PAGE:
Bengt Lindström (1925-2008) was born in Sweden. In the 1940s, he trained at the school of Isaac Grunewald in Stockholm and then at the Copenhagen School of Fine Arts. He continued his training at the Art Institute in Chicago and completed it in the studios of Fernand Léger and André Lhote in Paris.
From the 1950s, he participated in group exhibitions and salons in Paris. His first solo exhibition took place in Stockholm in 1954 at the Salon de Gummesson. The artist was close to Bram Bogart, Maryan S. Maryan, André Marfaing, Marcel Pouget and Asger Jorn. In 1962, Bengt Lindström took part in the second exhibition of the Nouvelle Figuration in Paris, and in 1964, he exhibited with the "Nord-Sud" group.
The artist is often close to the CoBrA movement, founded by his friend Asger Jorn. During his lifetime, the artist was more interested in the Nordic painting of Emil Nolde, Edvard Munch and James Ensor. Bengt Lindström was particularly influenced by the folk art and mythologies of the Scandinavian countries.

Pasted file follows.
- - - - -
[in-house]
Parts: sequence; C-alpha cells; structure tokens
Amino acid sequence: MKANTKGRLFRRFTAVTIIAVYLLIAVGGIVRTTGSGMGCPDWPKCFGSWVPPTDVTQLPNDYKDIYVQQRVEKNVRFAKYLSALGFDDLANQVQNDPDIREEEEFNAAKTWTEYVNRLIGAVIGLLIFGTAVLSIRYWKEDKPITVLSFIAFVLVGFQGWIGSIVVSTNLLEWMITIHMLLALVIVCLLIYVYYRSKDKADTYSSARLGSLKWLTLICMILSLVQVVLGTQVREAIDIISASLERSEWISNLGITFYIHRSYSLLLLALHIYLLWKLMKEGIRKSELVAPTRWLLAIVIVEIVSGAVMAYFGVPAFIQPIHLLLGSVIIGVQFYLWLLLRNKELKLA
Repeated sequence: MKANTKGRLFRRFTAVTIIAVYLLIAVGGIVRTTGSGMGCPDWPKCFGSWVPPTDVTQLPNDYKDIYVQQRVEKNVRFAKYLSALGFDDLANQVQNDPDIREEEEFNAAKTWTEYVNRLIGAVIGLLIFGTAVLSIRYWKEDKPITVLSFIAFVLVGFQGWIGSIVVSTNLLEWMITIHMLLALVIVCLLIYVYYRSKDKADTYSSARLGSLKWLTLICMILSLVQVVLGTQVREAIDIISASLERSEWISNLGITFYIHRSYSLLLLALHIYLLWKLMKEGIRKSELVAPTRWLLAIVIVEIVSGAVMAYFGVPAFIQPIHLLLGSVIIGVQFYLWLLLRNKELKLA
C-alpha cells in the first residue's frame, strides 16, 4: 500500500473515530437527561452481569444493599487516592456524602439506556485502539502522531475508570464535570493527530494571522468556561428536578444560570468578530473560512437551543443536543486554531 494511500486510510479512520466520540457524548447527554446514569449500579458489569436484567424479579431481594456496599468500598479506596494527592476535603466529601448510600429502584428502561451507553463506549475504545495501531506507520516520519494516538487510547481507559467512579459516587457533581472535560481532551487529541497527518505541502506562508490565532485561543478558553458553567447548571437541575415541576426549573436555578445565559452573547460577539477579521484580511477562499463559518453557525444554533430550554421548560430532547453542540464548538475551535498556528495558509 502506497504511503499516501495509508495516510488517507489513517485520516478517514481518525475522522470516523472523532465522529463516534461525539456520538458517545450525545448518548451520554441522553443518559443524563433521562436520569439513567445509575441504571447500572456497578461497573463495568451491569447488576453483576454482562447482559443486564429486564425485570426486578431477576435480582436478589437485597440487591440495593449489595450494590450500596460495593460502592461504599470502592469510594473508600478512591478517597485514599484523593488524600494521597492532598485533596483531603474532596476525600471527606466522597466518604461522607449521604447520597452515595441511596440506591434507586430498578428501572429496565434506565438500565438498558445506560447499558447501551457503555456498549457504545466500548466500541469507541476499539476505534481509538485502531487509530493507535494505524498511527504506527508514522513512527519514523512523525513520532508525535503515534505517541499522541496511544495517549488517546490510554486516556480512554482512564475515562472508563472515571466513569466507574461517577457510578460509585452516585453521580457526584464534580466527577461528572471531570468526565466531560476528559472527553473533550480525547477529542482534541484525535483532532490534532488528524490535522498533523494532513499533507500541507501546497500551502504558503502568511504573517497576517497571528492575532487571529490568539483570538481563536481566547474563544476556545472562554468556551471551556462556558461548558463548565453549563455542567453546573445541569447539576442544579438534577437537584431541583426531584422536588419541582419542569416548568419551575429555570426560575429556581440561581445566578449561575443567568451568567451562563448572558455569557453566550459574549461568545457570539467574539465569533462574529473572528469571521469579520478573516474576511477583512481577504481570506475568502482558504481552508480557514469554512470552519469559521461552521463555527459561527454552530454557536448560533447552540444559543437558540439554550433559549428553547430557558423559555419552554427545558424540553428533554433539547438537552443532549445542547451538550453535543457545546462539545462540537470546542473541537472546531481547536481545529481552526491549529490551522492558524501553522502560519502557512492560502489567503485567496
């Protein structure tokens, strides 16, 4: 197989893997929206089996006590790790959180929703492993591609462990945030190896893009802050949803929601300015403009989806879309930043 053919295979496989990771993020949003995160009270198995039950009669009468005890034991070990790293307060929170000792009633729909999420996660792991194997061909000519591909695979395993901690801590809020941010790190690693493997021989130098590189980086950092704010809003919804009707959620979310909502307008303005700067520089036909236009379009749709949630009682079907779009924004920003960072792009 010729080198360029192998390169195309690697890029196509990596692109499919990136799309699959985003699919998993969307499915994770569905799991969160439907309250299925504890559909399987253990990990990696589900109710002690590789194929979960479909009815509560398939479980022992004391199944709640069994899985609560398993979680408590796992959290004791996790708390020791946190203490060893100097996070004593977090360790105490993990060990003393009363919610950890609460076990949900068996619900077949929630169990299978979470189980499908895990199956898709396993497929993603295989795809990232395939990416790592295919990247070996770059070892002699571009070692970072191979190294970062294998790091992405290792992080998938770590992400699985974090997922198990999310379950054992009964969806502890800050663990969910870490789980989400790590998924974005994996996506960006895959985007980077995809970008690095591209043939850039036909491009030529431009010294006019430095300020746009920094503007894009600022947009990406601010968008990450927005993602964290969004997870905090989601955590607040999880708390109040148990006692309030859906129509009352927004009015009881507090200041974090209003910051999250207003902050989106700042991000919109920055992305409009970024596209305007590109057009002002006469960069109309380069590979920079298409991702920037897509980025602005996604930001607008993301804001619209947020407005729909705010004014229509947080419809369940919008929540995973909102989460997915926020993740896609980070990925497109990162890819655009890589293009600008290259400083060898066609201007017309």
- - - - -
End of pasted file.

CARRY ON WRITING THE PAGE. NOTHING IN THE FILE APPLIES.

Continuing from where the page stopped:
Bengt Lindström spent his artistic life between France and Sweden. He was closely interested in different artistic practices: painting, engraving, sculpture and mosaic. He is considered one of the most important Swedish painters of the 20th century. His works are full of color and are animated by Nordic legends.
As a general rule, to paint the artist uses a rather special technique, he fills large buckets with pure colors and places them on canvases on the ground. The artist realizes works "in full paste", the materials are thick almost sculptural.
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